Reviews Logo
SearchHomeContents PageSite Map
Witnessed: The True Story of the Brooklyn Bridge UFO Abductions
Budd Hopkins
Pocket Books, 512 pages

Witnessed:
Budd Hopkins
In a Nova interview, Hopkins said:
... now that I know about the abduction phenomenon, and I've been looking into it for practically 20 years, I realize that in those early years before we accepted the idea of occupants, before we accepted the idea of abductions, and we were just looking at the objects themselves, that it was as if we were trying to get the license plate number on the get away car, without having figured out what the crime was.

Nova Interview
Intruders Foundation Online

Past Feature Reviews
A review by Lela Olszewski

Advertisement
If you are a science fiction fan, does it follow that you believe in UFO's? Do you believe in the mathematical likelihood of life on other planets? The possibility of intelligent life? Do you believe that other species have visited our planet -- either for good or for ill? Are they here now? As Carl Sagan's Contact suggests, it's probably a matter of faith.

Witnessed is Budd Hopkins' third book on UFO abductions, resulting from a series of letters he received after people read his earlier books. In his introduction he states:

This abduction event so drastically alters our knowledge of alien incursion in our world that it is easily the most important in recorded history.
Why? Because it was witnessed by a group of international diplomats and high level security personnel in the heart of New York City and because Hopkins was able to discover the aliens' purpose for the abductions.

If you already believe in alien abductions, this book will provide the proof you've been looking for when skeptics challenge your beliefs, especially when abductees are accused of being deluded because no one else saw the abduction. It includes a careful recreation of the events of November 30, 1989, complete with letters, drawings, eye-witness accounts, audio-tape transcripts, electron microscope photos and X-rays. The abductee, "Linda Cortile," is a wife and mother who has experienced strange paralytic episodes for most of her life, culminating in the events on and after November 30th. The witnesses include two security officers, possibly working for the NSA, FBI or CIA, a highly placed UN official along with others in the entourage and in the Brooklyn Bridge area.

If you don't believe in alien abductions, the books insistence on using pseudonyms for everyone involved will be the first problem. The drawings could be done by anyone at any time. The electron microscope photos are meaningless. And the X-ray is barely discernable. And Linda's description of her paralysis is a classic example of a panic attack. How can any of this be verified? Hopkins answer is that people who don't believe have rigid belief systems and that all the people involved could never have agreed to a conspiracy, nor could Linda Cortile have hired them as actors to pull off a hoax.

Read as true crime the book is plodding: dramatic tension is created by Hopkins' repeated hints of the revelations at the end of the book, rather than from the unfolding of events. Hopkins painstakingly recreates every phone conversation, letter and event leading to his discovery of what happened, including the ways he was deceived by the two security men (who initially lied about their involvement and jobs). Much of the middle of the book outlines Linda's relationship with the two security men, who stalk her and kidnap (abduct!) her to learn more about her alien abduction. It isn't until the end of the book that Hopkins reveals that the purpose of the life-long abductions that Linda experienced was to make her bond (and perhaps breed) with "Richard," one of the security men, as part of the aliens' plan for genetic manipulation of the human race.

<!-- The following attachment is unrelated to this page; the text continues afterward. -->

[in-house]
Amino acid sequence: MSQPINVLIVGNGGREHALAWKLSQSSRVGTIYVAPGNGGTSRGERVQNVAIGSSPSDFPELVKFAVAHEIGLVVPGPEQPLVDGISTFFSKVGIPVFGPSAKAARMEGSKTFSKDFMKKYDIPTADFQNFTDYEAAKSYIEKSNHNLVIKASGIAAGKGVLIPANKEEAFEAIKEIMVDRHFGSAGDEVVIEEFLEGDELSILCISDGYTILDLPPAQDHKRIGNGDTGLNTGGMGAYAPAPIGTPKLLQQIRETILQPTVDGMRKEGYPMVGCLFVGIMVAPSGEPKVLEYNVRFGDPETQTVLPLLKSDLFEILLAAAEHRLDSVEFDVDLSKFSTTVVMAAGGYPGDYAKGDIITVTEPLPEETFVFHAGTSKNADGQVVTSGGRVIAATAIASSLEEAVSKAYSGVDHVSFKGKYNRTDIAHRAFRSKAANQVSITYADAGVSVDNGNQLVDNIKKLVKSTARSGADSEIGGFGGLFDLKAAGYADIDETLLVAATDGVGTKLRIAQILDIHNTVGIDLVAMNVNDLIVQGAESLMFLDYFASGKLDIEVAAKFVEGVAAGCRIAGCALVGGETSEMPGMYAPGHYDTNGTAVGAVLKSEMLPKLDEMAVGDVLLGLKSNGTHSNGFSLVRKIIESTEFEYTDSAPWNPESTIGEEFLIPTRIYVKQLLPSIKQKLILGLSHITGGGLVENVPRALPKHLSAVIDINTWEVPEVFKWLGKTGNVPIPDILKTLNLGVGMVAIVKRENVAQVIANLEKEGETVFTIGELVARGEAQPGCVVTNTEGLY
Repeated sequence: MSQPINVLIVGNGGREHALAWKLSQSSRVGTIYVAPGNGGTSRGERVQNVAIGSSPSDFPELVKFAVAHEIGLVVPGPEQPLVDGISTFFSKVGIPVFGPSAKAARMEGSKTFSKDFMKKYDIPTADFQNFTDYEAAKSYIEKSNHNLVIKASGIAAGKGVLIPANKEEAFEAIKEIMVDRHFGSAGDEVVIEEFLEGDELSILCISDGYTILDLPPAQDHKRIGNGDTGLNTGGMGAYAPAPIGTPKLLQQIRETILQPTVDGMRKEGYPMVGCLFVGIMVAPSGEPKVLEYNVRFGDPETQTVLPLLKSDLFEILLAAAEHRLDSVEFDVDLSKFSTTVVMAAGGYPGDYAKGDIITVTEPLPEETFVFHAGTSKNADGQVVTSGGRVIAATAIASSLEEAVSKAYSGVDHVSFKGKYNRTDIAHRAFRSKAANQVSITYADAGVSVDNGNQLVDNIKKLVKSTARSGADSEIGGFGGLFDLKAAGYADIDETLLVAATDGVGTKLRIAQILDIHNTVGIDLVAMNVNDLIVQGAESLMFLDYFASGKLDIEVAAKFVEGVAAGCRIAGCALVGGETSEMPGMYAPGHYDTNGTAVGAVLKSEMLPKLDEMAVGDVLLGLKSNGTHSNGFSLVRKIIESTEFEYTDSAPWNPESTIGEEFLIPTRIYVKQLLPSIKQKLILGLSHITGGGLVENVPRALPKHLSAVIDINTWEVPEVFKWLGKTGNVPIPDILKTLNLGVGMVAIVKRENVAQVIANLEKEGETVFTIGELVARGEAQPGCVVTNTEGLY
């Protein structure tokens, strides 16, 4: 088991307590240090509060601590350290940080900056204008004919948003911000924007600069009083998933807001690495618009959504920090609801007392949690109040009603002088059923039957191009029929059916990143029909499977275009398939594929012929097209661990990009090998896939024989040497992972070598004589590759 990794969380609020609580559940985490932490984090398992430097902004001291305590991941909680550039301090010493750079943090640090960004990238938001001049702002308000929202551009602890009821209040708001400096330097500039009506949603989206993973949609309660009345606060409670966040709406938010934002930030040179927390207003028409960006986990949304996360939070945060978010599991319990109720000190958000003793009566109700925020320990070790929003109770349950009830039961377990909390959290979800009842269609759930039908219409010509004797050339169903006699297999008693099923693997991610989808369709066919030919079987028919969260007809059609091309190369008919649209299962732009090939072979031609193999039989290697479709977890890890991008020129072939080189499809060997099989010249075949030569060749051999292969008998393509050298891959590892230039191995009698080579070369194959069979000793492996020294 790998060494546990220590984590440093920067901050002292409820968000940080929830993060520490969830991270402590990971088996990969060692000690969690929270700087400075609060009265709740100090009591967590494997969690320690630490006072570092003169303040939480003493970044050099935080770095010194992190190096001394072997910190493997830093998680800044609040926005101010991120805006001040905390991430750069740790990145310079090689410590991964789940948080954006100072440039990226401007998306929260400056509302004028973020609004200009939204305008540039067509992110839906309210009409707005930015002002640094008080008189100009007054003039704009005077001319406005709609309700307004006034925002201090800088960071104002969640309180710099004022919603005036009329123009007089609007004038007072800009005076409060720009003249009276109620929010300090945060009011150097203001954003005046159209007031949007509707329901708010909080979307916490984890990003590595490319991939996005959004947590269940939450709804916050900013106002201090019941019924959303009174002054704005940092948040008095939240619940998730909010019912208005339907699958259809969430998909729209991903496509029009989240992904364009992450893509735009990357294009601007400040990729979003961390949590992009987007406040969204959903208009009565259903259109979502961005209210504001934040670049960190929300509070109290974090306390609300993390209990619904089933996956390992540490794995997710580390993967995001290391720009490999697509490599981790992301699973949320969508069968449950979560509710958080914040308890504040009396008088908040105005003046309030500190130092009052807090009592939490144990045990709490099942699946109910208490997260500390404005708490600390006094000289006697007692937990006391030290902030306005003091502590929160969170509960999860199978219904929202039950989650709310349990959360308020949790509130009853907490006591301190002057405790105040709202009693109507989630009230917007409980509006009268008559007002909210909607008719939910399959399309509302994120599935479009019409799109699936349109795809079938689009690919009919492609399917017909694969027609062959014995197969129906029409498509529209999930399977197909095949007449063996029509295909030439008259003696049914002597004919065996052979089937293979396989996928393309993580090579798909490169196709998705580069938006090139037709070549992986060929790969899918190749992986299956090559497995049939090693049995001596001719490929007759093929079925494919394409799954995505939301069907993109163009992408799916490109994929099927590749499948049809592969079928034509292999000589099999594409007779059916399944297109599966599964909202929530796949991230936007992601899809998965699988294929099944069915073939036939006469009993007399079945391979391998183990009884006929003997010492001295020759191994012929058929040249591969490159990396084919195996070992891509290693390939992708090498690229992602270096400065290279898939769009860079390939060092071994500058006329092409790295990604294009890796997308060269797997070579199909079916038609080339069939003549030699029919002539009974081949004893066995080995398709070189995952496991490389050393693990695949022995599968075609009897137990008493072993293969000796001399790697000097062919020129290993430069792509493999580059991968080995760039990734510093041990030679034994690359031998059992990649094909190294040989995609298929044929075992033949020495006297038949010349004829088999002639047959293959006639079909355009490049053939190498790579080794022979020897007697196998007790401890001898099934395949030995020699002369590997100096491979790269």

The book isn't a novel, nor is it in novel format, so it isn't fair to read it as fiction, but I'm reminded of something I heard Stephen Donaldson say a few years ago at a conference. He said that science fiction alters reality to answer the question, "What is alien?" and in doing so, illuminates the essential characteristics of humanity. Looked at from that perspective, Witnessed implies that to be alien is to be all-powerful, and that the essential characteristics of humanity are those of the helpless victim. Not only must Linda face a future filled with similar abductions, but she must face the possibility that her children are also being abducted and primed for future breeding experiments. I doubt that most SF readers enjoy novels which define humanity in this way, but rather are drawn to heroes and heroines who overcome the odds against them. Even many dystopian novels include some hope for the protagonist at the end, something that Linda, and humanity, can't look forward to in Budd Hopkins' vision of the future.

Copyright © 1997 by Lela Olszewski

Lela Olszewski is an avid reader of science fiction, fantasy, mystery and romance, as well as an eclectic mix of other fiction and non-fiction. She is also a librarian with an interest in readers' advisory, and believes fully in Rosenburg's Law: Never apologize for your reading tastes. She has no cats.


SearchContents PageSite MapContact UsCopyright

If you find any errors, typos or other stuff worth mentioning, please send it to editor@sfsite.com.
Copyright © 1996-2014 SF Site All Rights Reserved Worldwide